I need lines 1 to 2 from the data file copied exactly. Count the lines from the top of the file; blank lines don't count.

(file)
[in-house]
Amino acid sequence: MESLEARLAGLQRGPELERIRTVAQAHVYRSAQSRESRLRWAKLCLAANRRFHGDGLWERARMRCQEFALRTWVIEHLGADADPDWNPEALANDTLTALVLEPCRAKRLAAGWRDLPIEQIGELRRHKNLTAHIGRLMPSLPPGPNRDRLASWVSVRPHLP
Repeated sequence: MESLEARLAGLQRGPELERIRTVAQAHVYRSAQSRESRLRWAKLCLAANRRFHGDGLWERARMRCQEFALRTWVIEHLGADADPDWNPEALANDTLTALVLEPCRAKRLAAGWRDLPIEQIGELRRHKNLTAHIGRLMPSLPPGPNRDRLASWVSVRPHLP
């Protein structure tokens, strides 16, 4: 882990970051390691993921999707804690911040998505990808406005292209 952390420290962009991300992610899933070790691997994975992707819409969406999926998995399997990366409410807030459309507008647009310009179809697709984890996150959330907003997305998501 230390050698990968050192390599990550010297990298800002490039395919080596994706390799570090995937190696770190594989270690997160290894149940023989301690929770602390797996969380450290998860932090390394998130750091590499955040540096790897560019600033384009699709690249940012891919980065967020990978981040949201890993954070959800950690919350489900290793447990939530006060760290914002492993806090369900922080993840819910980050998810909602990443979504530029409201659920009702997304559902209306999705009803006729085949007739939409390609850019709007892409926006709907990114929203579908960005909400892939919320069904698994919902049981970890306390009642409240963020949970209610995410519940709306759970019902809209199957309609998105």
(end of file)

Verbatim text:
[in-house]
Amino acid sequence: MESLEARLAGLQRGPELERIRTVAQAHVYRSAQSRESRLRWAKLCLAANRRFHGDGLWERARMRCQEFALRTWVIEHLGADADPDWNPEALANDTLTALVLEPCRAKRLAAGWRDLPIEQIGELRRHKNLTAHIGRLMPSLPPGPNRDRLASWVSVRPHLP